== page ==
Battlepanda: Miss and/or Mrs.


Always trying to figure things out with the minimum of bullshit and the maximum of belligerence.

Wednesday, February 14, 2007

Miss and/or Mrs.

The mother of one of Gene's tutoring students identified herself as being surnamed Jiang. Seeing as how she is obviously married, I addressed her as Mrs. Jiang (江太太). She explained, "My husband's name is Lin, so I am Mrs. Lin (林太太). But I am Miss Jiang (江小姐)." My mom does the same thing, now that I think of it. She's "Mrs. Oung" but all her documents retain her maiden name.

An interesting workaround for the name change issue that seems to periodically flare up into a raging argument every once in a while. In social contexts involving the entire family, you are Mr., Mrs, and the kids Lin. On your own, however, you retain your independent identity as Miss Jiang. There is no equivalent for "Ms." -- it's Miss or Mrs., though people like Miss Jiang/Mrs. Lin see nothing unusual or awkward at all in alternating between the two. Women start businesses, write papers and sign documents using their maiden name.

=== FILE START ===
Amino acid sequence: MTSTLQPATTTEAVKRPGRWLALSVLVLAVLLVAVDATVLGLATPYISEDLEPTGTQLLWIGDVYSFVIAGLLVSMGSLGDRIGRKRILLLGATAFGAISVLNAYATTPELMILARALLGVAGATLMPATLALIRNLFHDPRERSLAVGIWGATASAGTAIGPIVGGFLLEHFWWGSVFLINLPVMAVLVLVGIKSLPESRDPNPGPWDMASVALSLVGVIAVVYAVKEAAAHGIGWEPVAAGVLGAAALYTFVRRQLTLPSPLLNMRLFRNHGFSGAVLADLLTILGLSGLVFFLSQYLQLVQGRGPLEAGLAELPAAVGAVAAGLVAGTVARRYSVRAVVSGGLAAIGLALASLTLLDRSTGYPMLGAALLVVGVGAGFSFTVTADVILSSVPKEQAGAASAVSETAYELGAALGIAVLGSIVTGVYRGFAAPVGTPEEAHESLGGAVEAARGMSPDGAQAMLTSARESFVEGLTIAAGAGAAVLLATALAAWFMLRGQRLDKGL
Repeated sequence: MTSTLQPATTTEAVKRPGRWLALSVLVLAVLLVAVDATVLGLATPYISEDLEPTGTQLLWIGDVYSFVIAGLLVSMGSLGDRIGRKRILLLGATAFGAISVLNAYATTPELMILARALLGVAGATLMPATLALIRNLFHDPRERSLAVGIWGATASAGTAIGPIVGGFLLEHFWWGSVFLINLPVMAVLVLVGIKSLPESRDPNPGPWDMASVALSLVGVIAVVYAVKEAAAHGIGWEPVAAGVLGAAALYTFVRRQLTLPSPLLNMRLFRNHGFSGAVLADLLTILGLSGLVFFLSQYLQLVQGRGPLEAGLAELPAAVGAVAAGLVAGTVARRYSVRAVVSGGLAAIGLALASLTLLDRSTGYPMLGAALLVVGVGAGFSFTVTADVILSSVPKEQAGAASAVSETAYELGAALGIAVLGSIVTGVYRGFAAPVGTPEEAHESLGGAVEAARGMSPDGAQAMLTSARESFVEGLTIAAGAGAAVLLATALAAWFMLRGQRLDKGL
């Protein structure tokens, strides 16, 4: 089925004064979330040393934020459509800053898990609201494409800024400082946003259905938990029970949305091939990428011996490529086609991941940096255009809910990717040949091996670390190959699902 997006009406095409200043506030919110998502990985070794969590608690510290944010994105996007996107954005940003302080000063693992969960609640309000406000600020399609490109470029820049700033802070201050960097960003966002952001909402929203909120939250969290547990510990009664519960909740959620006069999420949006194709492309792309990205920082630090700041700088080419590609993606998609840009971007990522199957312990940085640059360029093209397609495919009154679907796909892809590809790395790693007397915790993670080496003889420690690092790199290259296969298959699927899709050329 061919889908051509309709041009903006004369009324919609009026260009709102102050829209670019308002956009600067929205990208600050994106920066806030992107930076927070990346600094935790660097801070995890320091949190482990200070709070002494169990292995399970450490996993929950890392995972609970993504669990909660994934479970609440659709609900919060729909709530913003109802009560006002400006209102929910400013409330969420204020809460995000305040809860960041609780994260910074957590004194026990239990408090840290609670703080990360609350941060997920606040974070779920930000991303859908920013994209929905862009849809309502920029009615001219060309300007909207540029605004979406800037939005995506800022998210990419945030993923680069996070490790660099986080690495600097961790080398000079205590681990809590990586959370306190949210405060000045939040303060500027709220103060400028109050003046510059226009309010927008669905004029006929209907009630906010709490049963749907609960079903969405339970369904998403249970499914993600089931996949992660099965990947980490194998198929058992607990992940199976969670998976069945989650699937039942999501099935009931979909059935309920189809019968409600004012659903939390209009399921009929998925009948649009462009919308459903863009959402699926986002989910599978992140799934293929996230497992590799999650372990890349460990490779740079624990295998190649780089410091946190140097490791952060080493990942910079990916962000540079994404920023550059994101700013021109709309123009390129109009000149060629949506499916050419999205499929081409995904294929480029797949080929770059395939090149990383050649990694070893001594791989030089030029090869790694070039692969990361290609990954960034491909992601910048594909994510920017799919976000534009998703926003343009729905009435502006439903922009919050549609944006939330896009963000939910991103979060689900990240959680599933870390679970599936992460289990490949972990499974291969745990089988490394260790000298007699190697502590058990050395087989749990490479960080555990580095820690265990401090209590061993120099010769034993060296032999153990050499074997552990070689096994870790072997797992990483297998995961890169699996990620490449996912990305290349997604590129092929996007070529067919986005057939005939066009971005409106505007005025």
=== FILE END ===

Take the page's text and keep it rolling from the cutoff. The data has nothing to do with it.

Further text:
I don't think this solution would fly in the US. I think people would get too confused. Changing one's name (or not changing it when one gets married) are loaded decisions -- a rite of passage for traditionalists, an act of defiance for the radicals, a guilt-ridden hobson's choice for those who are somewhere in the middle. Just sidestepping over the whole issue and choosing both? Huh, you can't do that!

By the way, the traditional way of changing names when you marry in Chinese society is to "crown" your husband's family name on top of your own. You seldom see this form being used to identify any but the most ancient women. But perhaps because the maiden name was never kicked out by tradition makes the modernized way of retaining married/maiden names easier.

(Hey, we all know how much I hate hit-and-run overgeneralizations where one extrapolates too much from one somewhat random fact, but hey, it's fun. And it's more or less my own culture, so there.)